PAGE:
team shooting videoUnderstanding and exploring our intricate connections to coral reefs and climate change takes the knowledge of many people. That is why the Pacific Island Network Inventory and Monitoring Program of the National Park Service spearheaded a special partnership with their Network resource managers and interpretation staff, students, educators, science communicators, and cultural experts. This partnership supported a fellowship team that synthesized park science and integrated cultural knowledge to produce the content presented in this module. The team consisted of a high school science teacher from Kahuku High and Intermediate School, a graduate student from the University of Hawaii at Hilo, and two undergraduate students at the university participating in the Pacific Islands Partnerships for Exploring Science program. With the help of science communicators from the Integration and Application Network, and the National Park Service, team members explored coral ecosystems, interviewed park staff, talked with local teachers, created synthetic visuals, and designed classroom and online activities focused on communicating the importance of corals in the Pacific Islands and how their future will be impacted by climate change.
photo of Charlene AfuCharlene Elizabeth Afu hails from the beautiful paradise of American Samoa. She graduated from the American Samoa Community College in 2009 with an AA in Pre-Law and Liberal Arts. She then transferred to the University of Hawaii at Hilo to pursue her Bachelors in Political Science with a minor in Communication. She is also an intern for PIPES (Pacific Island Programs for Exploring Science). She hopes to become an ambassador/congresswoman for American Samoa.
Photo of Trisann BambicoTrisann Bambico is a recent graduate of the University of Hawaii at Hilo. She has a B.A. in Marine Science with minors in both Biology and Hawaiian Studies. She is currently doing research with Dr. Jason Turner and Dr. Karla McDermid on the foraging ecology of green sea turtles (Chelonia mydas) at Punalu‘u, Hawai‘i.
Photo of Rebecca MostRebecca Most is currently a master's student at University of Hawaii at Hilo, in the Tropical Conservation Biology and Environmental Science program. Her research is focusing on nutrients and algae on coral reefs in Hawai‘i. She also works for the Integration and Application Network at the University of Maryland, to develop a Natural Resource Condition Assessment for Kaloko-Honokōhau National Historical Park. 
photo of Cory NashCorrbett Nash is in his seventh year with the National Park Service in Hawaii as a CESU Science Communications Coordinator. From his humble beginnings in small-town Ohio, Cory's life has been punctuated with movement. He attended three high schools, one of them in France. He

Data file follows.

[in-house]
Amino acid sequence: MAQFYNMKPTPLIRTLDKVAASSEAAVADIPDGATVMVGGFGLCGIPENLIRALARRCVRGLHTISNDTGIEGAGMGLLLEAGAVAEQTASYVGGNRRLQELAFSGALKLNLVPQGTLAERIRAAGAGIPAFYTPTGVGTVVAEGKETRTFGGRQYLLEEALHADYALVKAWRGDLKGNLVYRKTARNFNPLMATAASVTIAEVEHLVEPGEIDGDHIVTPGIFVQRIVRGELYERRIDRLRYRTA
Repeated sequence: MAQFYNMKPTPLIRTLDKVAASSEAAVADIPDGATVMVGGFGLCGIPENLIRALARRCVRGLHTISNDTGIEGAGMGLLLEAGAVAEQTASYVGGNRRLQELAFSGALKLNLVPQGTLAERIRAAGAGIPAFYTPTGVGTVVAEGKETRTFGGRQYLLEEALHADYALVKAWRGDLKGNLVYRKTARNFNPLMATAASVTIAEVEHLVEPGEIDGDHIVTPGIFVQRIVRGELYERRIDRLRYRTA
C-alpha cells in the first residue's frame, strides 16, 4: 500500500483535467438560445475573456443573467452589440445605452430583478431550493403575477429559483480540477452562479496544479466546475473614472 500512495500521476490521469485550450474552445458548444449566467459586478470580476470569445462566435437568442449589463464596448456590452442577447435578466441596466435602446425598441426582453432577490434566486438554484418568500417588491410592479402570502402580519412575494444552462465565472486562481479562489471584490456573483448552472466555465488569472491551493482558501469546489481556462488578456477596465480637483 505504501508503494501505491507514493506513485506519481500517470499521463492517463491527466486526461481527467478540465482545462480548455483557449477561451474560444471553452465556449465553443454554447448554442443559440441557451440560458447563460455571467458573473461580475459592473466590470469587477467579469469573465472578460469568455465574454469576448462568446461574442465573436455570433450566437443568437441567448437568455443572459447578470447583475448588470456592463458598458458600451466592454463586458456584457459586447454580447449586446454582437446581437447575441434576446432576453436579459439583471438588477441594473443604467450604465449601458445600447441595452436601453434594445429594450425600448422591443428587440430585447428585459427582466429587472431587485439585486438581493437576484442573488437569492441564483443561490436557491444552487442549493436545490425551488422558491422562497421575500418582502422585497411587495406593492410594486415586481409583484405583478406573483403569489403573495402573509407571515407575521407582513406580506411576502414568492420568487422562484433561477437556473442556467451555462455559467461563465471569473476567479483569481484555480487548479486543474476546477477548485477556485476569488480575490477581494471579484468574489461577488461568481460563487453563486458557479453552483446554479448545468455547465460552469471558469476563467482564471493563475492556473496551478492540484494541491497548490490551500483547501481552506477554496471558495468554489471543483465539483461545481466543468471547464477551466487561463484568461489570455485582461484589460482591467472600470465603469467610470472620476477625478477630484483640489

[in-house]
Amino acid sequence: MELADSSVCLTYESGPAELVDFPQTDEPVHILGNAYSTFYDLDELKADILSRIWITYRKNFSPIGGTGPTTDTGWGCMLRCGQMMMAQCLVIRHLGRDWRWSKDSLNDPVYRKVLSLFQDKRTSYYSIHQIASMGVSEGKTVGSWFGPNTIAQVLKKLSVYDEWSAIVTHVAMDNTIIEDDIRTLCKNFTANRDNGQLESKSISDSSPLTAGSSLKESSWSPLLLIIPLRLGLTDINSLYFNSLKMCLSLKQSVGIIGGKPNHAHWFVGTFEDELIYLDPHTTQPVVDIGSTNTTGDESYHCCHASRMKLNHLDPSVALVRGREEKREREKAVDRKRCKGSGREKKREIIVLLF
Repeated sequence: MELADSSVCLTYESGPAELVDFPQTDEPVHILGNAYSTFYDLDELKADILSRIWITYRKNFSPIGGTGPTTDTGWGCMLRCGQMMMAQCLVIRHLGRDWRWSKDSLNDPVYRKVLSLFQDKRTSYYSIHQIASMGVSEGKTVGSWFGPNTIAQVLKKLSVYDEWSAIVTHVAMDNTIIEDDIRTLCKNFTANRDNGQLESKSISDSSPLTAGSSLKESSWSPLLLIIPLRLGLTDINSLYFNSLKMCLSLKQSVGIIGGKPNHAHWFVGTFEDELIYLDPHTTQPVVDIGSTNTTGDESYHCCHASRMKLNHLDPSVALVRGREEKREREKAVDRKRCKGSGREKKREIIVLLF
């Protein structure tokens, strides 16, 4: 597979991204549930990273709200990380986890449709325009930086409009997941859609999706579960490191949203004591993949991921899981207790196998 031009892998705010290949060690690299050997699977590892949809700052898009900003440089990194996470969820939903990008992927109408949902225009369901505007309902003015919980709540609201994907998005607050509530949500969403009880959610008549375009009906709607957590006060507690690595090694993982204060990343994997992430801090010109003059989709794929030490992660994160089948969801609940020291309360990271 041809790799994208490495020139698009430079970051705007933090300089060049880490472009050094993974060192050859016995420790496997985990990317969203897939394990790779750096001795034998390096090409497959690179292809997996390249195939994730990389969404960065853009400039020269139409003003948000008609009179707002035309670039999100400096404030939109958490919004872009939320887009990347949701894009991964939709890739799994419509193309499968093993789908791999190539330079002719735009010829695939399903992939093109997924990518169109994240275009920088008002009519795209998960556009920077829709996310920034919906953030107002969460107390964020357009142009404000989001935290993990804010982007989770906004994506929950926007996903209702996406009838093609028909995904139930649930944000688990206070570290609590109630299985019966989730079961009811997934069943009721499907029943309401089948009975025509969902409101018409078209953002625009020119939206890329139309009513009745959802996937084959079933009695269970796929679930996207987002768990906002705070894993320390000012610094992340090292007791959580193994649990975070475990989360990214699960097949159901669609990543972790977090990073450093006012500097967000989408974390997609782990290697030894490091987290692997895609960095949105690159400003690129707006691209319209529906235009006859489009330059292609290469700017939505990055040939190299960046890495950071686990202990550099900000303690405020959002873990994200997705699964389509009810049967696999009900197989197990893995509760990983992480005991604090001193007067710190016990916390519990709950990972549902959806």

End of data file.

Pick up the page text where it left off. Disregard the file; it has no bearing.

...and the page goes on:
spent a semester in Luxembourg City while studying Political Science, International Studies, and French. He married a lovely woman, Sarah, with whom he passed 2.5 years on the side of a mountain in Morocco while in the U.S. Peace Corps. They later had the good fortune of attending graduate school in England where Cory received an MSc. in Environment and Development. From there, the 7,300 mile migration to Hawaii seemed almost natural. Although only intending to stay in Hawaii for six months, Cory and Sarah have found it extraordinarily difficult to leave such an amazing place. So, they bought a house and had a couple of energetic kids. 
Photo of Amber O'ReillyAmber O’Reilly is a science teacher at Kahuku High and Intermediate School on O‘ahu, Hawai‘i.  She was born and raised in Kāne‘ohe Hawai‘i. She graduated from Punahou High School and received a Bachelor of Science in Natural Resources from Cornell University and her teaching certification from University of Hawaii, Mānoa. She has taught in Ohio, Rhode Island, and Hawai‘i at the Nature Conservancy of Hawai‘i and the Hawai‘i Nature Center.
photo of Joanna WoernerJoanna Woerner is a Science Communicator with the Integration and Application Network, a collection of scientists at the University of Maryland Center for Environmental Science interested in solving, not just studying, environmental problems. Four the last four years, she has been developing and evaluating interactive web modules for middle and high school students. Joanna has received a B.S. in Marine Science from The Richard Stockton College and a M.A. in Technical and Scientific Communication from Miami University.